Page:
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PinkMonkey.com Digital Library - PinkMonkey.com-The Prince and the Pauper by Mark Twain


flowers, resplendent in variegated colors, and frosted like a Milky Way with
diamonds.

There are all ages here: brown, wrinkled, white-haired dowagers who are able to
go back, and still back, down the stream of time, and recall the crowning of
Richard III and the troublous days of that old forgotten age; and there are
handsome middle-aged dames; and lovely and gracious young matrons; and
gentle and beautiful young girls, with beaming eyes and fresh complexions, who
may possibly put on their jeweled coronets awkwardly when the great time
comes; for the matter will be new to them, and their excitement will be a sore
hindrance. Still, this may not happen, for the hair of all these ladies has been
arranged with a special view to the swift and successful lodging of the crown in
its place when the signal comes.

We have seen that this massed array of peeresses is sown thick with diamonds,
and we also see that it is a marvelous spectacle-but now we are about to be
astonished in earnest. About nine, the clouds suddenly break away and a shaft
of sunshine cleaves the mellow atmosphere, and drifts slowly along the ranks of
ladies; and every rank it touches flames into a dazzling splendor of many-
colored fires, and we tingle to our finger-tips with the electric thrill that is shot
through us by the surprise and the beauty of the spectacle! Presently a special
envoy from some distant corner of the Orient, marching with the general body of
foreign ambassadors, crosses this bar of sunshine, and we catch our breath, the
glory that streams and flashes and palpitates about him is so overpowering; for
he is crusted from head to heels with gems, and his slightest movement showers
a dancing radiance all around him.

Let us change the tense for convenience. The time drifted along-one hourtwo
hours-two hours and a half; then the deep booming of artillery told that the king
and his grand procession had arrived at last; so the waiting multitude rejoiced.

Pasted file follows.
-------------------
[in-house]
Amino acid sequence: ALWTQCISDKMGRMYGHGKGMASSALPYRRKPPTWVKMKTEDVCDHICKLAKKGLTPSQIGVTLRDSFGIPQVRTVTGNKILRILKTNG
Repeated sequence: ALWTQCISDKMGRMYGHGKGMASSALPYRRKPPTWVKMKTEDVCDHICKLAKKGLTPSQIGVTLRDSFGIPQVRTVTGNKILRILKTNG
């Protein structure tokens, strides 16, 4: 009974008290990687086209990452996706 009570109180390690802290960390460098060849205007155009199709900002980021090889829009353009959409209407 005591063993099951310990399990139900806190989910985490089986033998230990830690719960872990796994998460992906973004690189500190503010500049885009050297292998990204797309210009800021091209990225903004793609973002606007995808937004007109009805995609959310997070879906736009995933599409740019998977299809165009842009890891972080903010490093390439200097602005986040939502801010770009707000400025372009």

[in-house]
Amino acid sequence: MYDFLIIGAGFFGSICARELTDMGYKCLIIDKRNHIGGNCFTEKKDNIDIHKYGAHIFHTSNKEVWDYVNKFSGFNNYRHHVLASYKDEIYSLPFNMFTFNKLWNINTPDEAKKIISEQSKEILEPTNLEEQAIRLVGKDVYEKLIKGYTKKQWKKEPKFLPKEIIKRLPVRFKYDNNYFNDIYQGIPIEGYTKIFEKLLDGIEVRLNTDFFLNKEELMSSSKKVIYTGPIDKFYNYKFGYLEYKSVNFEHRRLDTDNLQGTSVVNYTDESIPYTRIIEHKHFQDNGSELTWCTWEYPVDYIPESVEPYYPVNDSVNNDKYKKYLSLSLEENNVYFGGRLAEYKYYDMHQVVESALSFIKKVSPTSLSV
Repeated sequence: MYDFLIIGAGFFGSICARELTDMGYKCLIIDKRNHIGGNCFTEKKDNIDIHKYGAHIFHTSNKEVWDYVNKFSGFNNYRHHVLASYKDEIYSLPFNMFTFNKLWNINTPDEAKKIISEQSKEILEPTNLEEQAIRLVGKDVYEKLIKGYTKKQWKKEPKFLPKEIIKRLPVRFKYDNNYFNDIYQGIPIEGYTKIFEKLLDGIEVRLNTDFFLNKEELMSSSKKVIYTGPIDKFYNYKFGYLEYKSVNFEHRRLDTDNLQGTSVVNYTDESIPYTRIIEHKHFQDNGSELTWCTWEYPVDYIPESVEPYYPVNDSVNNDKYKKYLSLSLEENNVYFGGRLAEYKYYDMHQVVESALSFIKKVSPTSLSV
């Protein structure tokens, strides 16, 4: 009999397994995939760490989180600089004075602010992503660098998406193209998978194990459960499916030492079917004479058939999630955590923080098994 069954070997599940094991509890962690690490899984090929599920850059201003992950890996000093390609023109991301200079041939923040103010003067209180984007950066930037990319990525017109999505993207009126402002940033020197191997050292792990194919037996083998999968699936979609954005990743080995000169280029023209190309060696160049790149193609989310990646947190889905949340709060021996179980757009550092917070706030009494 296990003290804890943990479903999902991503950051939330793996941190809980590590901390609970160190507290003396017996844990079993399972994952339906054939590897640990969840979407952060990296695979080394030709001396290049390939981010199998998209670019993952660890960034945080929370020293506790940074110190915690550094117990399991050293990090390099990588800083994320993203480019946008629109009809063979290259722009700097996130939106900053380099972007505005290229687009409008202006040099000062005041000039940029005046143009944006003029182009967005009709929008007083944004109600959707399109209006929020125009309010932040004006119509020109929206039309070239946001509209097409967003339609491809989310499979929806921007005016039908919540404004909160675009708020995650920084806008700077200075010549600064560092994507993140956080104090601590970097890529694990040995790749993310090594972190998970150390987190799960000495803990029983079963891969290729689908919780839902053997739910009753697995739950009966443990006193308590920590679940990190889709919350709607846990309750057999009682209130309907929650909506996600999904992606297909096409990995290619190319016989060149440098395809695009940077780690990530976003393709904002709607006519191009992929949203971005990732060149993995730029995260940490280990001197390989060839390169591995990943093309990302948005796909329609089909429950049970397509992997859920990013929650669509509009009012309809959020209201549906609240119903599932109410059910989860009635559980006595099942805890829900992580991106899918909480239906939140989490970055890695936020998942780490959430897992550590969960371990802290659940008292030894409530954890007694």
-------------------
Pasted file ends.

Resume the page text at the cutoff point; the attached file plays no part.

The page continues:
All knew that a further delay must follow, for the king must be prepared and
robed for the solemn ceremony; but this delay would be pleasantly occupied by
the assembling of the peers of the realm in their stately robes. These were
conducted ceremoniously to their seats, and their coronets placed conveniently
at hand; and meanwhile the multitude in the galleries were alive with interest,
for most of them were beholding for the first time, dukes, earls, and barons,
whose names had been historical for five hundred years. When all were finally
seated, the spectacle from the galleries and all coigns of vantage was complete; a
gorgeous one to look upon and to remember.

Now the robed and mitered great heads of the church, and their attendants, filed
in upon the platform and took their appointed places; these were followed by
the Lord Protector and other great officials, and these again by a steel-clad
detachment of the Guard.

There was a waiting pause; then, at a signal, a triumphant peal of music burst
forth, and Tom Canty, dothed in a long robe of cloth-of-gold, appeared at a door,
and stepped upon the platform. The entire multitude rose, and the ceremony of
the Recognition ensued.
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PinkMonkey.com Digital Library - PinkMonkey.com-The Prince and the Pauper by Mark Twain



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